"When the anthropologists arrive, the gods depart." --Haitian saying
The scientific method has become so influential because it works, sometimes. We constantly extol its virtues in our beliefs and daily conversations. We even rely on clinical studies to steer us back toward common sense. (A patient just told me he started napping because a study said it would make him feel more rested.) Medical science can be straight-up miraculous. It has saved our lives, enabled our children to survive into adulthood, given us tremendous surgical capability, and even made it painless. I won't be talking about any of this because so many other people already are.
I am an acupuncturist. You might think I have a vested interest in promoting so-called alternative medicine, but I don't. I don't care if you like it or "believe in it." My disinterest in selling you anything is probably my only selling point. I became an acupuncturist because it gives me a vocabulary and means to express the way I naturally move in the world.
I will not be talking about about how acupuncture works, or why I think it's silly to put it under western scientific scrutiny. (Square peg, round hole.) Nor will I address the myriad and often divergent systems of classical Chinese medicine that evolved separately over millennia. I won't talk about the problems of reducing these medical ideologies through a singular Communist lens, or about further subjecting this fabrication to our Western, Eurocentric "Enlightenment" ideology, fraught with its own set of loopholes, errors, and ulterior motives. Authors such as Paul Unschuld1 and Heiner Fruehauf  have given due attention to these complex topics, and I have discussed it briefly in the article Herbal Medicine on Its Own Terms. 
If science values neutrality, we need to do a little self-reflecting. Think of this as an elegy to scientific dogma, which we think makes us practical and rigorous, but actually decreases our capacity. I will be pointing out some of the discrepancies of modern experimental science, illustrating the importance of context, and describing the major delusions that compromise our scientific integrity.
Scientific observation has confirmed the interdependence of all life. Everything, it turns out, is joined at the hip. But for some reason, our scientific practices do not acknowledge interdependence. The act of observation changes that which is being observed, from the medium-sized science of clinical trials to the infinitesimal realm of quantum oddities. How can we not affect stuff? How can stuff not affect us?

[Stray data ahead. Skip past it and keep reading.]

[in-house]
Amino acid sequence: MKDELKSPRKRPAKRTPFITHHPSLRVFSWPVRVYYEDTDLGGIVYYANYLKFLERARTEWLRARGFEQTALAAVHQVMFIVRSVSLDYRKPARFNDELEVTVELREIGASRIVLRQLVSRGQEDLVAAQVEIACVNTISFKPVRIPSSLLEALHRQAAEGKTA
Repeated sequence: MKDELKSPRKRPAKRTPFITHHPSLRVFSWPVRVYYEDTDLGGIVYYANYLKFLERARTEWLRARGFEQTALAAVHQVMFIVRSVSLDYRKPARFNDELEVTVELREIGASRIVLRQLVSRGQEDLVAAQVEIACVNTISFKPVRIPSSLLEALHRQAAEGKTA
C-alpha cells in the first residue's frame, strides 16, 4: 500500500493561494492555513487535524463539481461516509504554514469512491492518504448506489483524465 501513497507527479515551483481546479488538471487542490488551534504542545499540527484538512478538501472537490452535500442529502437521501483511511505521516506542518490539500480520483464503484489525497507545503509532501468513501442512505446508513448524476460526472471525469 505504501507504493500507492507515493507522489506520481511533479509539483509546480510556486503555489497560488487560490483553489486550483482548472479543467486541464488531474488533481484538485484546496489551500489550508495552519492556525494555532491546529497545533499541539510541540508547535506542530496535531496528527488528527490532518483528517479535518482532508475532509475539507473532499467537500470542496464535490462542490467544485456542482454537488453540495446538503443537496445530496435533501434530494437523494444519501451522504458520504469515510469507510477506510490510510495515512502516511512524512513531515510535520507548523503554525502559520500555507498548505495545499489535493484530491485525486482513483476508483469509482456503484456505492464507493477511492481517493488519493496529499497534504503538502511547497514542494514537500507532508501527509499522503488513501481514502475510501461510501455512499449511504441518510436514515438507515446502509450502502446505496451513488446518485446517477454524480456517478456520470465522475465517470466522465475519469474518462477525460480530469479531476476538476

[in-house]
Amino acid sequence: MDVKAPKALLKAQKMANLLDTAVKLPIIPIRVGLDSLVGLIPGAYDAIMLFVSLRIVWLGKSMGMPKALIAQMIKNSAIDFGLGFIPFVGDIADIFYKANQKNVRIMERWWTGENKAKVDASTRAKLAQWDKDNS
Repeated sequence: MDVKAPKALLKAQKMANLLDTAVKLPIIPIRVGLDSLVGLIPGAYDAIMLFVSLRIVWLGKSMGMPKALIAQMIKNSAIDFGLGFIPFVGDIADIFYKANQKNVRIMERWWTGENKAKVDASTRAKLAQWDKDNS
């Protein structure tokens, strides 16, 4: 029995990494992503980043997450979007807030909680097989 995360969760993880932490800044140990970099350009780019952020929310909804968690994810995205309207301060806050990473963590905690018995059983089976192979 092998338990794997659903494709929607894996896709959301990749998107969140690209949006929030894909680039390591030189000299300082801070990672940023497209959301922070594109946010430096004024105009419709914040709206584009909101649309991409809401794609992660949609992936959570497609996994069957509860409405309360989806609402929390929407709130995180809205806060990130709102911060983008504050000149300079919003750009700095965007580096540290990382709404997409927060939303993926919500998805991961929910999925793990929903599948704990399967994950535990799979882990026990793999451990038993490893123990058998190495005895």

Yet when we design experiments, we reinforce our first major delusion: that we are separate from the universe, and that the universe itself is made up of other, separate things, which can be studied in isolation to further isolate more things. Enter René Descartes, who taught us that the world is made of discrete parts. If science is the observation of phenomena over time, then the only agreed-upon result that any enduring observation yields is that things are temporary. We can even say that they do not exist at all, at least not in any solid way. I'm not talking Nihilism here. I'm talking endlessly-bursting-forth-in-every-moment life. I'm talking about the exhilaration of groundlessness with no parachute.
Phenomena exist in the way that constellations exist, patterns generated into contexts by shared hallucinations, repeated. Imagine far-flung stars hundreds of millions of light-years apart, made of an arrangement of interactions we have named "light," which is literally ancient history. What we are seeing has often already exploded, and transformed into its next phase of being. Yet we construct a relationship we can hold onto, grasping for a 2-dimensional Orion in an infinite expanse of space that is often "too chaotic to be noticed or named."  As Vi Hart says, "I wonder if a proton plus an electron making a hydrogen atom […] is any more real than these stars making Orion. I mean, is it an atom, or does it just look like an atom?" 
(Of course, these versions of the story are brought to us by science. Is science really much different from connecting far-flung dots to create imaginary pictures?)
But let's come to our senses. Western scientific mythology holds that we have five of them. Among these, vision tends to dominate. Examining something with human eyes already involves many layers of interpretation--perception of color, depth, dimensionality, contemporary connotations, beliefs about the world, visual acuity, not to mention our brain's oddly filling in visual gaps with made-up information that seems to fit, but isn't necessarily accurate. We can't conceive of most alternative ways of viewing the world because we're human beings with human eyes. We think that telescopes and microscopes alter the scale of our capacity by orders of magnitude, when really they just extend our insular view with mechanisms that resemble the human eye, to be viewed by--you guessed it--the human eye.